It is well-established that alcohol has the potential to damage the liver, either from regular chronic use or an occasional binge. When damage to the liver occurs, particular enzymes become elevated in the blood. By measuring these enzymes, we can learn about the extent to which the liver has been damaged, as well as monitor any improvement in liver functioning when patients reduce their alcohol use.
These measures are not diagnostic of an alcohol use disorder, but can be an important part of a comprehensive evaluation.
Due to shame, guilt, stigma, and/or poor recall, a patient’s self-report of alcohol use is notoriously inaccurate. This 2007 study revealed a low correlation between biomarker test results and self-reported alcohol use. For understandable reasons, people tend to under-report their alcohol use.
It is not uncommon for patients to find additional motivation to change their drinking patterns based on elevated liver enzymes. Regular GGT testing, for example, has been associated with lower rates of alcohol use, fewer missed days of work related to alcohol use, and improved liver functioning.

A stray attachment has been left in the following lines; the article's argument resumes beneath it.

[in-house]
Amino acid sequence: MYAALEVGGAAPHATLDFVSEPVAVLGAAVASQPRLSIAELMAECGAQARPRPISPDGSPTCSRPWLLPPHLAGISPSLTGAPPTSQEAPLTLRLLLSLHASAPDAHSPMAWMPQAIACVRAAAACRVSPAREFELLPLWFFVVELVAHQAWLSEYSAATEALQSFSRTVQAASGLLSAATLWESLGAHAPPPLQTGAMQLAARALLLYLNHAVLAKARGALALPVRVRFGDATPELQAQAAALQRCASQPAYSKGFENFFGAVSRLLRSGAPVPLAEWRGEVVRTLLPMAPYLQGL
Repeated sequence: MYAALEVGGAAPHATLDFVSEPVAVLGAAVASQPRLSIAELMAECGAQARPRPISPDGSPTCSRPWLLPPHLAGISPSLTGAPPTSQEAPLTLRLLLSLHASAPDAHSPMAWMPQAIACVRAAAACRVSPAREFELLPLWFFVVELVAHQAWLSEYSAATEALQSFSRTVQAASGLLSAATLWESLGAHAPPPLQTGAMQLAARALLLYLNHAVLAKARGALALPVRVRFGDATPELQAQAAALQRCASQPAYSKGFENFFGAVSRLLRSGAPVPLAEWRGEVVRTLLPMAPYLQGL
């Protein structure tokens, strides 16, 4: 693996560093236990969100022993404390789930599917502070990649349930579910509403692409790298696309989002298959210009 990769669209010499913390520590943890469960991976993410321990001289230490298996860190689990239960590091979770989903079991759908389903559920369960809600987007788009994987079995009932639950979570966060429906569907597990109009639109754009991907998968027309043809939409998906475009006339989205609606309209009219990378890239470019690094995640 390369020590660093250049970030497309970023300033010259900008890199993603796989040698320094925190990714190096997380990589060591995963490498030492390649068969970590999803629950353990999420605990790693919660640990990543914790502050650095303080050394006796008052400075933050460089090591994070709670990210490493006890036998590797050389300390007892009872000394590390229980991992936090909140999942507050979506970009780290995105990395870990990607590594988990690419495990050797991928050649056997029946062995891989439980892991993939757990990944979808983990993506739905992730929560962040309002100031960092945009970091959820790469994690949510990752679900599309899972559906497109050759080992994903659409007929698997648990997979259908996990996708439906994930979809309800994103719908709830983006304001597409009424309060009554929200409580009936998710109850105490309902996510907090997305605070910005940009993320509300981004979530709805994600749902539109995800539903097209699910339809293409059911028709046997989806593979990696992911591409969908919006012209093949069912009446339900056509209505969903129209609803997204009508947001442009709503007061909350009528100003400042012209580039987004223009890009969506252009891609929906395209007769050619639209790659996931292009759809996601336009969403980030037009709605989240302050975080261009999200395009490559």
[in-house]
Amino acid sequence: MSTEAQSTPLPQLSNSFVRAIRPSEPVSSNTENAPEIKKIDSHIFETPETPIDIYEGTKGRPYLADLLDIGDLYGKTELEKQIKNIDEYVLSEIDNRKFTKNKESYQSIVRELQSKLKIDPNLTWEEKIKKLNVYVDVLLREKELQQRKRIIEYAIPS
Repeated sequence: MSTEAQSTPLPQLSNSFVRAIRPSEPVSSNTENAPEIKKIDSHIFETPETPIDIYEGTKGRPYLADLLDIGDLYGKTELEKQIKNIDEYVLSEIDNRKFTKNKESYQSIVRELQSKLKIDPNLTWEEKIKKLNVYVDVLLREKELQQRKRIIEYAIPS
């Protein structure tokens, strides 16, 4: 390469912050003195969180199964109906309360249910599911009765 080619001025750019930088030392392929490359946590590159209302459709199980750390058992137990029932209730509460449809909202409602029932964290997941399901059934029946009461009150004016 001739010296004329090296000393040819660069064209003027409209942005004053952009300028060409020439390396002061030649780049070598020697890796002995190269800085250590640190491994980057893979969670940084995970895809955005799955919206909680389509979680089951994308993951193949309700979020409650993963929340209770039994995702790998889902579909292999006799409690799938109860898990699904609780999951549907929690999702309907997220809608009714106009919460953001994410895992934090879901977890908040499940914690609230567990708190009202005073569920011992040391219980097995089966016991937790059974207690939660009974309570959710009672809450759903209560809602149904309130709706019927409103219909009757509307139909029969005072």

Indirect Laboratory Markers
GGT (Gamma Glutamyl Transferase): This is the most commonly used biomarker for liver damage caused by alcohol consumption. GGT becomes elevated from about 4 daily drinks over a period of several weeks. The results are most accurate for those between 30 and 60 years old.
AST (Aspartate Amino Transferase): It reflects general liver damage that is often, but not necessarily, related to alcohol use. However, AST is also found in other organs, such as the brain, heart, kidney, and muscle, so it is not a very specific measure of liver damage.
ALT (Alanine Amino Transferase): Less sensitive than AST.
MCV (Mean Corpuscular Volume): This refers to the size of your Red Blood Cells (RBC). The way that alcohol causes the size of RBCs is still unknown. However, alcohol appears to directly disrupt RBC development. The RBCs return to their normal size, after several months without drinking alcohol.